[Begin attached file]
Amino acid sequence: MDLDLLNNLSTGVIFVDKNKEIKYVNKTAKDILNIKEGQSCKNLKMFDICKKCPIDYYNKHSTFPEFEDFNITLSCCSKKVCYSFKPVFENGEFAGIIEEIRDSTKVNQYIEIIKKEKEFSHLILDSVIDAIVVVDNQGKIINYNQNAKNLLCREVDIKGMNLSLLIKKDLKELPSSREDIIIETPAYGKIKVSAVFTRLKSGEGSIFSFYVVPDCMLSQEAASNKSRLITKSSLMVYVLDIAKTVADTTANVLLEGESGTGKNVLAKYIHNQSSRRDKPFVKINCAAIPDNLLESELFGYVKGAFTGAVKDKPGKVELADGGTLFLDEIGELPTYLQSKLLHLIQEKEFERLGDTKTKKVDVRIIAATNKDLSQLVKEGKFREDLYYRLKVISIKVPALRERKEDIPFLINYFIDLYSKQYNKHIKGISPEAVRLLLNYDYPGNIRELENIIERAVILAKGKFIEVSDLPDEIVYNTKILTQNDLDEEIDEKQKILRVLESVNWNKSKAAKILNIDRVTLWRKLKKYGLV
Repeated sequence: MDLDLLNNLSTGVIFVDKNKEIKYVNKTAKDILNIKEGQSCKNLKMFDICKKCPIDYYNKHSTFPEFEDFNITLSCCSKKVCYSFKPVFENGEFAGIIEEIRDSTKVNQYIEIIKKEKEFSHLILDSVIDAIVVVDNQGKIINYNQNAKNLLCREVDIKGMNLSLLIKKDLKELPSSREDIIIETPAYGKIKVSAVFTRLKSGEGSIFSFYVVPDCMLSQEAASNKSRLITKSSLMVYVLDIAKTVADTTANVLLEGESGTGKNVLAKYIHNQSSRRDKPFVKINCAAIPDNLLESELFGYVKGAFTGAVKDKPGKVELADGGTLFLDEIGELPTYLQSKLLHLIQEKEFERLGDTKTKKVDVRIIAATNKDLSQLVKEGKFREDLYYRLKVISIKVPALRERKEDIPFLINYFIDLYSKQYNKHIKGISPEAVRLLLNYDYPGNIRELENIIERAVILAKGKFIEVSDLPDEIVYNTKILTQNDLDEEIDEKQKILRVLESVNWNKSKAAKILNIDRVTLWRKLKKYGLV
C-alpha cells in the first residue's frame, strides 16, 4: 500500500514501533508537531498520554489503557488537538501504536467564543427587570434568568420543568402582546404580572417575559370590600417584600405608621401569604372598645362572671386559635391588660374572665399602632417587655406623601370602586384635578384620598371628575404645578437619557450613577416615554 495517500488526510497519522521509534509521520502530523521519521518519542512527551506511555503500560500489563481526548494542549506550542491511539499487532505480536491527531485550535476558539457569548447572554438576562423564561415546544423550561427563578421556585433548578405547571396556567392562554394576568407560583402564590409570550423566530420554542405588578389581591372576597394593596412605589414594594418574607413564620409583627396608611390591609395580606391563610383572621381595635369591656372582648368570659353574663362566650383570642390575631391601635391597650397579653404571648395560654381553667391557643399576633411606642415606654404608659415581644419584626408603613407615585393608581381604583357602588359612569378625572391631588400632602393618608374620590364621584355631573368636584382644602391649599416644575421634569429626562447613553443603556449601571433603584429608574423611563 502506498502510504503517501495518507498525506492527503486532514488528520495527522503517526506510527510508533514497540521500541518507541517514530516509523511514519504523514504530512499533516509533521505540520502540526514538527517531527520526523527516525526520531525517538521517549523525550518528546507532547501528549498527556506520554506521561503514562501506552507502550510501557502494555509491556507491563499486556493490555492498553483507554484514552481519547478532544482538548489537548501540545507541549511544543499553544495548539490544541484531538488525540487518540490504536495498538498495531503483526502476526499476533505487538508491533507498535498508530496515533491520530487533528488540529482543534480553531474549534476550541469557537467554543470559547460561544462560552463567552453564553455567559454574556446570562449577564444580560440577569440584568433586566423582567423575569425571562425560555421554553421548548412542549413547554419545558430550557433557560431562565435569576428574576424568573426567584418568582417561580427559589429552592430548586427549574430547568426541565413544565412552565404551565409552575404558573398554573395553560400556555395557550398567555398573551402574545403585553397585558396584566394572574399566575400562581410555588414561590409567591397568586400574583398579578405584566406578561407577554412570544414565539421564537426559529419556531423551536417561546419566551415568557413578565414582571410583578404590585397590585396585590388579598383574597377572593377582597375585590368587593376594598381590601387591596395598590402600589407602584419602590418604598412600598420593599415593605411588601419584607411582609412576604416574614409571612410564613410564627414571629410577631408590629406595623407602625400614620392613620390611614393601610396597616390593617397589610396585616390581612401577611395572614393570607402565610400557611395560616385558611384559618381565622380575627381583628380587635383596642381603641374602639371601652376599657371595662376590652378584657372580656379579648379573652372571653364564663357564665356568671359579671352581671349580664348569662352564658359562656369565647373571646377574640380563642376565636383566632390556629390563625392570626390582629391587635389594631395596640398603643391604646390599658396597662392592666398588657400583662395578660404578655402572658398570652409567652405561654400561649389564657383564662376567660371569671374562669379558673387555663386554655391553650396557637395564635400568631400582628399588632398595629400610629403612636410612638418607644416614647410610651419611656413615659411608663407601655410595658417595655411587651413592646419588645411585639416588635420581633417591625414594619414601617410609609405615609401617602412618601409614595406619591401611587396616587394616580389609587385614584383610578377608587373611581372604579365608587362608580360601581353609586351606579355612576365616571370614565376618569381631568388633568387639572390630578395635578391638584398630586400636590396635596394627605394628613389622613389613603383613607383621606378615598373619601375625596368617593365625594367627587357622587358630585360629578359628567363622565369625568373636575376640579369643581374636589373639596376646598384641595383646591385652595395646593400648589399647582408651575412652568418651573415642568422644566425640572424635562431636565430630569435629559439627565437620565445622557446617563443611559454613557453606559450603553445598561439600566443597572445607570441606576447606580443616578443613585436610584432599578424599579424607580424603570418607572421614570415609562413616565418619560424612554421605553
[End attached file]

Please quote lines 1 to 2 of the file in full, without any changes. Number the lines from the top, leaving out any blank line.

Amino acid sequence: MDLDLLNNLSTGVIFVDKNKEIKYVNKTAKDILNIKEGQSCKNLKMFDICKKCPIDYYNKHSTFPEFEDFNITLSCCSKKVCYSFKPVFENGEFAGIIEEIRDSTKVNQYIEIIKKEKEFSHLILDSVIDAIVVVDNQGKIINYNQNAKNLLCREVDIKGMNLSLLIKKDLKELPSSREDIIIETPAYGKIKVSAVFTRLKSGEGSIFSFYVVPDCMLSQEAASNKSRLITKSSLMVYVLDIAKTVADTTANVLLEGESGTGKNVLAKYIHNQSSRRDKPFVKINCAAIPDNLLESELFGYVKGAFTGAVKDKPGKVELADGGTLFLDEIGELPTYLQSKLLHLIQEKEFERLGDTKTKKVDVRIIAATNKDLSQLVKEGKFREDLYYRLKVISIKVPALRERKEDIPFLINYFIDLYSKQYNKHIKGISPEAVRLLLNYDYPGNIRELENIIERAVILAKGKFIEVSDLPDEIVYNTKILTQNDLDEEIDEKQKILRVLESVNWNKSKAAKILNIDRVTLWRKLKKYGLV
Repeated sequence: MDLDLLNNLSTGVIFVDKNKEIKYVNKTAKDILNIKEGQSCKNLKMFDICKKCPIDYYNKHSTFPEFEDFNITLSCCSKKVCYSFKPVFENGEFAGIIEEIRDSTKVNQYIEIIKKEKEFSHLILDSVIDAIVVVDNQGKIINYNQNAKNLLCREVDIKGMNLSLLIKKDLKELPSSREDIIIETPAYGKIKVSAVFTRLKSGEGSIFSFYVVPDCMLSQEAASNKSRLITKSSLMVYVLDIAKTVADTTANVLLEGESGTGKNVLAKYIHNQSSRRDKPFVKINCAAIPDNLLESELFGYVKGAFTGAVKDKPGKVELADGGTLFLDEIGELPTYLQSKLLHLIQEKEFERLGDTKTKKVDVRIIAATNKDLSQLVKEGKFREDLYYRLKVISIKVPALRERKEDIPFLINYFIDLYSKQYNKHIKGISPEAVRLLLNYDYPGNIRELENIIERAVILAKGKFIEVSDLPDEIVYNTKILTQNDLDEEIDEKQKILRVLESVNWNKSKAAKILNIDRVTLWRKLKKYGLV